TWEET THISSearches for 'vegan leather' have increased by 69% year-on-year while searches for 'faux leather' and 'leather' continue to slow down. Click To Tweet
When it comes to sustainability, the fashion industry needs to step up. With consumers increasingly calling for brands to reduce their environmental impact and adopt more ethical, transparent practices, many fashion companies are being faced with a conflict of interest between people, planet, and profit. There’s a major debate happening right now involving one material in particular: leather. According to search platform Lyst, searches for ‘vegan leather’ have increased by 69% year-on-year while searches for ‘faux leather’ have remained constant. Additionally, searches for leather have decreased by 3.5% year-on-year, demonstrating that consumer attitudes are shifting in favour of cruelty-free, eco-friendly alternatives. So consumers are seeking better options but why are fashion brands still lagging behind? Well, luxury leather goods are a huge source of revenue for many fashion houses, accounting for 48 billion USD (33.9bn GBP) of global revenue in 2019, a number that is predicted to increase by a further 16 billion USD (11.3bn GBP) by 2025 (Statista, 2020). According to Vogue Business, supporters of the leather industry claim that leather is in fact sustainable as it is a natural, biodegradable material that utilises waste from the meat production industry.
Despite this being technically true, many people believe this argument is missing the point. Commercial cattle farming is a notorious contributor to the negative environmental impacts of consumption, producing 14.5% of all greenhouse gas emissions. The tanning process that turns animal hides into what we know as leather also involves a significant number of toxic chemicals that find their way into our water systems. With such adverse effects on the environment, can the leather industry really claim to be sustainable? We think not. So what’s the alternative?
Faux leather was initially pitched as the more ethical alternative to real leather and it certainly has its positives. These materials use no animal byproducts which technically makes them vegan and cruelty-free. However, the most common types of faux leather are actually made from petroleum-based plastics such as polyvinyl chloride (PVC) and polyurethane (PU) which use fossil fuels and release harmful toxins into the environment. PVC-based materials have become far less common in recent years due to their toxic impact and positive advances have also been made towards improving the production process of PU to make it less toxic (water-based polyurethane dispersion). However, these materials are still non-biodegradable, contributing to global plastic waste. So while faux leathers might be vegan-friendly, they certainly aren’t the eco-friendly alternative we need.
Enter plant-based leathers. Could this be fashion’s answer to the ongoing leather debate? Sustainable brands such as ACBC and Bohema certainly think so! These brands are making waves with their use of leathers derived from plants and bio-waste. From pineapple leaves and mushrooms to cactus plants and grape skins, here are some of the innovative, new alternatives that are changing the future of fashion.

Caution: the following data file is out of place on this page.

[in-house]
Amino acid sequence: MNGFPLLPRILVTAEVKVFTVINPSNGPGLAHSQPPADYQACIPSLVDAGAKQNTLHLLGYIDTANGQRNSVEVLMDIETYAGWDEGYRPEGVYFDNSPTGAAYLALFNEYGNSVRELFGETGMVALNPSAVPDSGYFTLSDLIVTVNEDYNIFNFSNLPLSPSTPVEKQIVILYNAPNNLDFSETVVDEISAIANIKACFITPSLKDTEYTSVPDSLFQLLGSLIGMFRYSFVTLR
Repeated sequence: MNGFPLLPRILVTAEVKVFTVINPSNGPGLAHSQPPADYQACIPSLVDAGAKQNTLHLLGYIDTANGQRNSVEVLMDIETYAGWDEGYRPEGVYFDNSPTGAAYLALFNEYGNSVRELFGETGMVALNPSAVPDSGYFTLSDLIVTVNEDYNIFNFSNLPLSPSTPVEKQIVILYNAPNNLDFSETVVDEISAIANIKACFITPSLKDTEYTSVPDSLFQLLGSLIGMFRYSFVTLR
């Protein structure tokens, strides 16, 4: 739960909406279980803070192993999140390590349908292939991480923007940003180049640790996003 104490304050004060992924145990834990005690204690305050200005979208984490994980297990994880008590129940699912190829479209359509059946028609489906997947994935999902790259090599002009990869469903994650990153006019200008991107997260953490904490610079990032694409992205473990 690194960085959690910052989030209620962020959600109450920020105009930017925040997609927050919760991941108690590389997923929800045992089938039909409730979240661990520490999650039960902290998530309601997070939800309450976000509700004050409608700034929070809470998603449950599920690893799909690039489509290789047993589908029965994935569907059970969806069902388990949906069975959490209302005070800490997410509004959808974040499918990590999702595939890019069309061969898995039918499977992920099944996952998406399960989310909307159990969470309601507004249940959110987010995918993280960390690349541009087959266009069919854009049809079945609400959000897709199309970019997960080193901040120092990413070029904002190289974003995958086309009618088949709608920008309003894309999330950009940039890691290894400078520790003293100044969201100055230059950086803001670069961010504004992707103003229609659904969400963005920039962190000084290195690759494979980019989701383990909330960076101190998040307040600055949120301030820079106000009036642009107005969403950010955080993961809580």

Piñatex is made using the cellulose fibres of pineapple waste leaves. The pineapple industry produces 40,000 tonnes of pineapple waste every year which would typically be burned or left to rot. With this waste being a byproduct of an existing crop industry, it requires no additional land, water or fertiliser to produce. It also contains none of the harmful toxins of both real and traditional faux leathers.
2. Cactus Leather
Cactus leather is another plant-based alternative that has a huge positive impact on the environment. The cactus plant naturally absorbs a high volume of CO2 and can also help to regenerate soil in degraded areas due to its resilient nature. The process of creating cactus leather only uses the mature leaves without damaging the whole plant, allowing for repeat harvest from the same crops, without requiring additional land or environmental resources.
3. Wine Leather
Wine leather is made using pomace: waste comprised of the skin, seeds, and stalks of grape clusters recovered from the winemaking industry. With 26.3 billion litres of wine produced in 2019 alone, this process has the ability to produce an extremely high yield of material with low environmental impact, low production costs and no polluting substances. Wine leather also comes from a renewable source and does not require additional resources to be produced.
While these materials have a far more positive impact on the environment and promise a more sustainable future for leather, it is worth noting that many of these materials are still a work in progress. Many plant-based alternatives are still combined with PU or petroleum-based resins in order to resemble leather, and most are still not fully recyclable or biodegradable yet.
So to answer the question of whether leather can ever be sustainable, the answer is complicated. However, we can all take steps to make better fashion choices and reduce the impact of our consumption habits. For fashion brands that prioritise ethical, cruelty-free, and sustainable practices, explore our curated collections right here on Veo.